Creating an atmosphere that contributes to learning is the main goal of K-12 schools. In addition, developing a work environment that promotes a healthy, enjoyable experience helps keep turnover low and production high. While IAQ has been a popular topic since the pandemic began, indoor environmental quality (IEQ) plays an important role inside a school setting. From reducing distractions to providing superior air quality, IEQ should be a focus for facility managers and school administrators.

Mechanical HVAC units provide an excellent solution to assist schools with two pivotal factors regarding enhanced IEQ — noise reduction and air quality. Loud noises can inhibit a student’s learning ability due to constant distractions, while poor IAQ can negatively impact the entire school.

Because of this, it is important for school leaders and facility managers to develop a plan that addresses and enhances IEQ inside the building. HVAC solutions can be the tool one utilizes to create that environment.

Limiting HVAC Noise

In an article from EducationWeek, Gail M. Whitelaw, the director of the Ohio State University Speech-Language-Hearing Clinic in Columbus, Ohio, said, “It doesn’t take very much sound to really be detrimental to the listeners. So much of school is auditory and oral learning, and one of the things we know is sound can create more issues with kids with anxiety and attention.”

Mechanical HVAC units can contribute to these noise issues if the wrong solution is chosen or maintenance hasn’t been upheld.

The two main components that contribute to noise in a classroom are sound pressure and sound power. Sound pressure is the force of sound on a surface area and is predicated on the characteristics of the room. Sound power is the energy of sound per unit of time and is dependent on the sound source alone. Understanding these two principles of noise will allow school administrators to select the perfect HVAC solution for their noise reduction needs.

Upgrades are available that can assist in HVAC noise reduction as well. Upgrading to a redesigned acoustic plenum will reduce noise by up to 7db. Improved insulation with a barrier can also reduce noise levels for your unit.

Provide Maximum IAQ

The only positive brought on by the pandemic was showing the importance of IAQ. While schools understood that air quality was important, it never reached the discussion heights as it has over the past two years. IAQ is paramount when it comes to IEQ. Poor air quality can be easily noticeable and uncomfortable. Plus, it can promote poor health due to the potential particulates in the air. HVAC solutions are best suited to combat this issue by focusing on three departments: ventilation, filtration, and dehumidification.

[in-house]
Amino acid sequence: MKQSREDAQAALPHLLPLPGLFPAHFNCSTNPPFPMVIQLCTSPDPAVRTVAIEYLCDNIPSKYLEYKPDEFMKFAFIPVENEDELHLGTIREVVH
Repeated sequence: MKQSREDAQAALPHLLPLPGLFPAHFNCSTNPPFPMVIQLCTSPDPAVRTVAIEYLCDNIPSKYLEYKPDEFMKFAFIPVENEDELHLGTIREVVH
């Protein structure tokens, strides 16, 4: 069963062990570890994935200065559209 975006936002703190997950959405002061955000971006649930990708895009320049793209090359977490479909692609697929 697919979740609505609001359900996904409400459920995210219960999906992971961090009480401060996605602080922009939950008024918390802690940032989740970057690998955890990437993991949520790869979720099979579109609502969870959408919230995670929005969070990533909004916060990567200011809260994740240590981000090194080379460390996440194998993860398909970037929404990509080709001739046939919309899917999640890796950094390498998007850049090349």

One way to improve IAQ is by bringing fresh, clean air inside the building. HVAC units allow facility managers to control how much air is being brought inside the facility based on what amount is best for the building. While clean air is being introduced into the space, the HVAC unit will push contaminated air outside.

Equally important to ventilation is dehumidification. Humidity can contribute to bacteria growth in addition to mildew and mold. These particulates can create health issues if breathed in by a student or faculty member. Humidity will also affect the comfortability of the space. If humidity is too high, the air will feel sticky and muggy. If humidity is too low, the air will feel dry and uncomfortable. It is important to keep relative humidity between 40% to 60% for enhanced comfort.

Filtration helps prevent airborne pathogens from quickly spreading throughout a school. Utilizing high-rated filters can help decrease the number of particulates in the air. ASHRAE recommended the use of MERV-13 filters for most applications during the early days of the pandemic, if the units were compatible. In addition to MERV filters, HVAC units can also incorporate UV lights and needlepoint bipolar ionization for an extra layer of protection.

Benefits of IEQ

K-12 schools are meant to be safe spaces for all students to learn. By maximizing IEQ, school administrators can be catalysts for an improved experience. By developing proper IAQ and focusing on noise reduction, school leaders are doing their part in providing an atmosphere that promotes learning and safety. Students shouldn’t be distracted during important tests because of HVAC noise and uncomfortable air. There are many more important things for them to focus on, like making good grades. Those matters should be left up to facility managers and school administrators. By utilizing HVAC solutions, decision-makers can make the right choice and focus on enhancing IEQ for the entire building.